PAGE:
Each time I draw our living room, I notice different things. I choose different angles to draw from and it never gets boring.


…especially when living with a musician, there are many instruments scattered around. And again: it’s a bit of risk-taking because you never know if any of the instruments you’re drawing is going to be picked up and played on!


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20. Hooked on Hatching

As a kid in high school, I learned about hatching and cross hatching in art class. I absolutely loved it! A while ago, my dad found this drawing I made in class, for an assignment on cross hatching. I got an 8.2 for it, which is a very fine grade! (homework is graded on a scale of 1-10)20160604_KK1982

I still really do love hatching and crosshatching. Adding it to a line drawing creates such a fantastic sense of light and depth and volume and shape. Another advantage is that it brings you into an almost meditative state.
The drawings below were done in the Rijksmuseum in Amsterdam. I ran out of time on that right hand side page, but I quite like the unfinished drawing. I added a splash of watercolour to bring some balance to the journal spread.20160206_rijksmuseum

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21. 3 Daily Habits To Boost Your Creativity

20151130_whatIAteEveryone is creative. Whether you realize it or not, each day you are being creative as you make choices. To name just a few: what wil you eat for breakfast, lunch, dinner? What will you wear today? How will you articulate the words in that email you’re sending out?

Still, you may feel your creativity can use a bit of a boost. Because you want to get into the habit of creating, but sometimes you get sloppy and before you know it, there are so many other things that need your attention, and you feel there is no more space for your creative habit.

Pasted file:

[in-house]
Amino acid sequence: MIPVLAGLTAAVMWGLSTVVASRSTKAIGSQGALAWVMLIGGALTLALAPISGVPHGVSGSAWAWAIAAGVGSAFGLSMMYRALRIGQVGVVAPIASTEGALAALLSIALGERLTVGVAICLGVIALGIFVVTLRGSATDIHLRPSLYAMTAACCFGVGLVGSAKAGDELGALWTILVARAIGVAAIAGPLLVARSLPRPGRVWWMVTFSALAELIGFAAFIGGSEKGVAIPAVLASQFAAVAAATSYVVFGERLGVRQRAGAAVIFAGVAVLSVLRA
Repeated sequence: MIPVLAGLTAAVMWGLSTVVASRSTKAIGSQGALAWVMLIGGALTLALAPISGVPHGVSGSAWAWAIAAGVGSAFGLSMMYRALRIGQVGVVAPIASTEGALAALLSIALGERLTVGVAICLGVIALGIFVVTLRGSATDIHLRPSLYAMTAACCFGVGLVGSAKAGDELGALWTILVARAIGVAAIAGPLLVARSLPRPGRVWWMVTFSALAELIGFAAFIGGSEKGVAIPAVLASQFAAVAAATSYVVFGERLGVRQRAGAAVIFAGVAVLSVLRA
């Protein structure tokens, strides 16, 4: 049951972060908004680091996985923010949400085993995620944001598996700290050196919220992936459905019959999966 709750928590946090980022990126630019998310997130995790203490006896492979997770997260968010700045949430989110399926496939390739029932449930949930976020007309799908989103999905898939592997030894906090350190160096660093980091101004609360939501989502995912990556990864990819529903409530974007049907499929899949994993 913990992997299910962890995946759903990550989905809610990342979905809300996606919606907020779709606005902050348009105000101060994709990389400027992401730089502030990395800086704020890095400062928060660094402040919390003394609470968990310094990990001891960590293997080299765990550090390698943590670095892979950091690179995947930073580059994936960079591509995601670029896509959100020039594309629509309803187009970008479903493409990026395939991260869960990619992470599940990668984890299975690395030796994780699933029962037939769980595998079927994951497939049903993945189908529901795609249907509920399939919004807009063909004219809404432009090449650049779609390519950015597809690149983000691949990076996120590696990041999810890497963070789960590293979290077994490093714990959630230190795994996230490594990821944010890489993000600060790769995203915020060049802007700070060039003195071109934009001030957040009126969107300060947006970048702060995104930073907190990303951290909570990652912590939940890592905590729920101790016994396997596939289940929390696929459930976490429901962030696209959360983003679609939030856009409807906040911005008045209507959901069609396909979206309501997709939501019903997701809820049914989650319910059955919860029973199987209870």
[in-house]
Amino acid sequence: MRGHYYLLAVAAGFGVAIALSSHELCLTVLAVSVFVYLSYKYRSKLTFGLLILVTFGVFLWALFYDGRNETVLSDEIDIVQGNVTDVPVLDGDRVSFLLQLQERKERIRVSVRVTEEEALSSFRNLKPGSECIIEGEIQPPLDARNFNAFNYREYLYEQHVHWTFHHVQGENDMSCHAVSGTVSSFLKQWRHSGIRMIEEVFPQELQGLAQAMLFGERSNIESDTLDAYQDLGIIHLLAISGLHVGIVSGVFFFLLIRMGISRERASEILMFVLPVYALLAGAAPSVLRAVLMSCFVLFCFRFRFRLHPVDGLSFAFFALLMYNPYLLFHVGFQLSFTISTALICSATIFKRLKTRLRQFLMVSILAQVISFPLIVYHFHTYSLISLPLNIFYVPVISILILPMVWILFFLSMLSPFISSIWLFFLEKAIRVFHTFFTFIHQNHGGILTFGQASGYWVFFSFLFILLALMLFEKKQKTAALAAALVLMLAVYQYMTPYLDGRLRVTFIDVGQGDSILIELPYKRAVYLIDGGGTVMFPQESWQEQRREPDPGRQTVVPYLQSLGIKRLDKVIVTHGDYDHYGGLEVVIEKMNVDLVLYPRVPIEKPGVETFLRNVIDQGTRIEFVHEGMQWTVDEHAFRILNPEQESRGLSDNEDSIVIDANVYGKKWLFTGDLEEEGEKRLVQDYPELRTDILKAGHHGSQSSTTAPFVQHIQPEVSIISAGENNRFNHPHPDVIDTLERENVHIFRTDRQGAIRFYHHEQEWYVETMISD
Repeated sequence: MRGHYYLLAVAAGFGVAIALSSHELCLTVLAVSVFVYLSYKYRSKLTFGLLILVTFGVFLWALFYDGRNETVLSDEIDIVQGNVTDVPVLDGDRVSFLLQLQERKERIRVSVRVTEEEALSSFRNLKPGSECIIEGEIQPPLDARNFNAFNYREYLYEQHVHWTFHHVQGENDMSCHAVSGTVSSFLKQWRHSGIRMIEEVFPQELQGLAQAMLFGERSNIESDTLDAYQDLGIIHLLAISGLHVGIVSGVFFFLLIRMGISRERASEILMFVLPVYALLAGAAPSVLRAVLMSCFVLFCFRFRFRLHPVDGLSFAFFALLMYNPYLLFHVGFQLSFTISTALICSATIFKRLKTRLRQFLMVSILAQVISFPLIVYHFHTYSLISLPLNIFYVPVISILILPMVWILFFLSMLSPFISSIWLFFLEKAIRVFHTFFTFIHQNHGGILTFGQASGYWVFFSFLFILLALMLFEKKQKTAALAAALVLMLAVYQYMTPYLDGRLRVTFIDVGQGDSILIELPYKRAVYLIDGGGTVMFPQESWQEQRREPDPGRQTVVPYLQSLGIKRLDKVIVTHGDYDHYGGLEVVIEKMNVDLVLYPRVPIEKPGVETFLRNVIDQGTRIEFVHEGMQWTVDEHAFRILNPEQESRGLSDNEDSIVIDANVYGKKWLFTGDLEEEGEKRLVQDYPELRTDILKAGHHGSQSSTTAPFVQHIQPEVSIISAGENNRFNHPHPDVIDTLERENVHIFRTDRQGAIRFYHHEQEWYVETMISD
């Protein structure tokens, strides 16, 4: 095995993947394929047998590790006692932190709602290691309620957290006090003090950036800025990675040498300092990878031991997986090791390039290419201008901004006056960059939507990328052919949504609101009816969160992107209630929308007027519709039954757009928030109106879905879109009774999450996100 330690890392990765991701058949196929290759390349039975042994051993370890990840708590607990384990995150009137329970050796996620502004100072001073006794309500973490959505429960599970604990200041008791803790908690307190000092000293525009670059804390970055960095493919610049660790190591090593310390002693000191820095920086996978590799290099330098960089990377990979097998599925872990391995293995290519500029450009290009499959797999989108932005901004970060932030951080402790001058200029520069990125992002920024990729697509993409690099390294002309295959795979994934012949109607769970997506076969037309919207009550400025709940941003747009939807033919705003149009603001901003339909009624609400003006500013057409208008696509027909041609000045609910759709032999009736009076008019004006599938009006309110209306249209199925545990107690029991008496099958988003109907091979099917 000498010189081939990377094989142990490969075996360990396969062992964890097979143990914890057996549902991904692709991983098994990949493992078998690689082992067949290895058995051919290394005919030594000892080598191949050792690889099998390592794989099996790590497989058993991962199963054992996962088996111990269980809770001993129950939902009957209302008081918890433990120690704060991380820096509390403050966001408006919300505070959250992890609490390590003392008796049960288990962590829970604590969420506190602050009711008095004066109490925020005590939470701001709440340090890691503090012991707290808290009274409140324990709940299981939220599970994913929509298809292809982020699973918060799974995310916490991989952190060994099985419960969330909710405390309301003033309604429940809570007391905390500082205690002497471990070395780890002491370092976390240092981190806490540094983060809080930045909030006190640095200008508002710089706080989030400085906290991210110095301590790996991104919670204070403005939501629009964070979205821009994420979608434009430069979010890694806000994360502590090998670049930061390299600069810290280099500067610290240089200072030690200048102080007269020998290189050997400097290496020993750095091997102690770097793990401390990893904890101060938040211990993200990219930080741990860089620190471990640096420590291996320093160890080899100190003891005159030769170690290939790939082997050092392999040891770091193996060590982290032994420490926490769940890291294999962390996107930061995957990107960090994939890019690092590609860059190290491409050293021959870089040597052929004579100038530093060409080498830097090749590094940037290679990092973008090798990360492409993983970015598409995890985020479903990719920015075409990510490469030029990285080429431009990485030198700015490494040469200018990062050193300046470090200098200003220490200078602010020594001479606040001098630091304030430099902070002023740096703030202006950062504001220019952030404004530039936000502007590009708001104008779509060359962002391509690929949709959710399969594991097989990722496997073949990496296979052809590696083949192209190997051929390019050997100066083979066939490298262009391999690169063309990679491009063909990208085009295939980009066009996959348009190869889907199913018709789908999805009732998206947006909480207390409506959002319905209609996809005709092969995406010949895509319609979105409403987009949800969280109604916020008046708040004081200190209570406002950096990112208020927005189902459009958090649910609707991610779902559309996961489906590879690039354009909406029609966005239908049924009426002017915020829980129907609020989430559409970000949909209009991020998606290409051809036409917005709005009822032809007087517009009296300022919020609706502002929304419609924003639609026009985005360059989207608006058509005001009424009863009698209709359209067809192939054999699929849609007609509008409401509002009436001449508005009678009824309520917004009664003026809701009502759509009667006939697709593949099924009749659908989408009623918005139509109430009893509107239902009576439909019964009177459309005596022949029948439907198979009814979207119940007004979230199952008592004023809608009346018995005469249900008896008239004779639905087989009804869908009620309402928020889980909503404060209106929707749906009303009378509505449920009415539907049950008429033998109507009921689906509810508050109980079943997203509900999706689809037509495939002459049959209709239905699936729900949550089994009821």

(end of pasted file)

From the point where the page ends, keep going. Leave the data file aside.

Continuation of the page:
Here are three tips:

1. Empty Your Mind


Quick blind contour drawings to empty my mind and focus on what I see only

There are so many things going on and so many thoughts racing through your head! They pile up throughout the day. You can make it stop by taking a little bit of time to workout, or meditate for example.

For me, drawing (even if it’s just a few minutes) is a great way to empty my mind: it feels like meditation, and it is a workout for my drawing muscles!
Do it every day – not just occasionally. You will benefit from this. Clearing your head will make you more creative during the day, and you will be able to focus a lot better.

2. Look At What You Have Created

Feeling uninspired? Well, take a look at your sketchbook pages, art journal pages, drawings and/or paintings. You may get some ideas AND you will see how much progress you made throughout time.
It’ll definitely make you feel like picking up a pen and put something down on paper to keep developing your skills.


3. Keep Learning

We’re never done learning. This is true in life, but also when you’re an artist.
So, read books about creativity, find how-to videos on YouTube, attend a life drawing class, or learn online and sign up for an online drawing class.
I will shamelessly plug my own drawing class ‘Just Draw It’ here, because it starts March 7 and you don’t want to miss it.les3_appelsteps9

“Just Draw It” is a small-group online art class.
During this 6-Week course, every week you and your classmates will learn a new technique through examples and instruction, step-by-step video-tutorials and photo-tutorials, assignments, and my personal feedback on the drawings you make in class.
It’s $99 and you will definitely catch the drawing bug!
Click here to find out more and to sign up!

If you follow the three steps above every day, you will give yourself a fantastic gift: your daily creative habit!

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22. How To Draw People

Life drawing sessions are fantastic to practice drawing people, and actually, I’d like to attend them more often. Studying proportions, shadows, staring at a person who gets paid to be stared at during 20, 10 or 5 minute poses, being surrounded by others who are also focusing on the same model… it all adds up to a wonderful experience and great practice. However, unplanned drawing and sketching is more my ‘thing’. I bring my sketchbook with me, everywhere I go, because there will be sketching opportunities on many occasions, even if it was just for a few minutes.